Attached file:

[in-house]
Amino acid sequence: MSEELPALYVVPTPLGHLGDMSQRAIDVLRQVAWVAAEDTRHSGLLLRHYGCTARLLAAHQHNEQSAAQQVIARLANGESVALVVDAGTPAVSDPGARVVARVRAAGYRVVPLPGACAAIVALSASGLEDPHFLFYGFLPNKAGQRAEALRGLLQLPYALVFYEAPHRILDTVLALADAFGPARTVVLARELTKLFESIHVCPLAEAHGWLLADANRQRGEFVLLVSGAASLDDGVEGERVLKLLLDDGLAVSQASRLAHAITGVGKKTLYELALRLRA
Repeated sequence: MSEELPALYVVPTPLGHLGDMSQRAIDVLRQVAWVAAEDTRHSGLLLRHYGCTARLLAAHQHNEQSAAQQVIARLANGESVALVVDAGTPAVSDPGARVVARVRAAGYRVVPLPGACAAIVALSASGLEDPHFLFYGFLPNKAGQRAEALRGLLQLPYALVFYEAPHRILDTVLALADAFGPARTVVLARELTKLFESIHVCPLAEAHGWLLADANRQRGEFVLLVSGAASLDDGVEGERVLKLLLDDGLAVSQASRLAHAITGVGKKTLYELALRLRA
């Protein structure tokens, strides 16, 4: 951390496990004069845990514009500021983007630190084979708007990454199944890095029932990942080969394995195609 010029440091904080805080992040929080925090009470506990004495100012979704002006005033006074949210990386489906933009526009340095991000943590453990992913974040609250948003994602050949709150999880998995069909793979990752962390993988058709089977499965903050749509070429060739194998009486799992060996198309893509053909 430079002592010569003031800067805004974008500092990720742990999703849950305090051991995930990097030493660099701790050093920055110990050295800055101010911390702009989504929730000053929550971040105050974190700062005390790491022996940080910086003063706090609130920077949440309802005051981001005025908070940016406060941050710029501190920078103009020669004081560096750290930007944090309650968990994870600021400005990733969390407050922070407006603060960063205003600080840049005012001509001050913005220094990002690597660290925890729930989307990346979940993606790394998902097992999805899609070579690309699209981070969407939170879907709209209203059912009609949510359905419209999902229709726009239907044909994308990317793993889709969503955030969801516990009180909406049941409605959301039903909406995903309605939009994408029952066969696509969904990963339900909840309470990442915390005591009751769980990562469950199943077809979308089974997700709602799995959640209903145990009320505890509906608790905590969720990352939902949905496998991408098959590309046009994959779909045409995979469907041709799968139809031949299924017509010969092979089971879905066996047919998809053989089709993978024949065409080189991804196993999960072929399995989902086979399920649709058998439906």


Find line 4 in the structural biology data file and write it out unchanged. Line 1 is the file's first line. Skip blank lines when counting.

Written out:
């Protein structure tokens, strides 16, 4: 951390496990004069845990514009500021983007630190084979708007990454199944890095029932990942080969394995195609 010029440091904080805080992040929080925090009470506990004495100012979704002006005033006074949210990386489906933009526009340095991000943590453990992913974040609250948003994602050949709150999880998995069909793979990752962390993988058709089977499965903050749509070429060739194998009486799992060996198309893509053909 430079002592010569003031800067805004974008500092990720742990999703849950305090051991995930990097030493660099701790050093920055110990050295800055101010911390702009989504929730000053929550971040105050974190700062005390790491022996940080910086003063706090609130920077949440309802005051981001005025908070940016406060941050710029501190920078103009020669004081560096750290930007944090309650968990994870600021400005990733969390407050922070407006603060960063205003600080840049005012001509001050913005220094990002690597660290925890729930989307990346979940993606790394998902097992999805899609070579690309699209981070969407939170879907709209209203059912009609949510359905419209999902229709726009239907044909994308990317793993889709969503955030969801516990009180909406049941409605959301039903909406995903309605939009994408029952066969696509969904990963339900909840309470990442915390005591009751769980990562469950199943077809979308089974997700709602799995959640209903145990009320505890509906608790905590969720990352939902949905496998991408098959590309046009994959779909045409995979469907041709799968139809031949299924017509010969092979089971879905066996047919998809053989089709993978024949065409080189991804196993999960072929399995989902086979399920649709058998439906």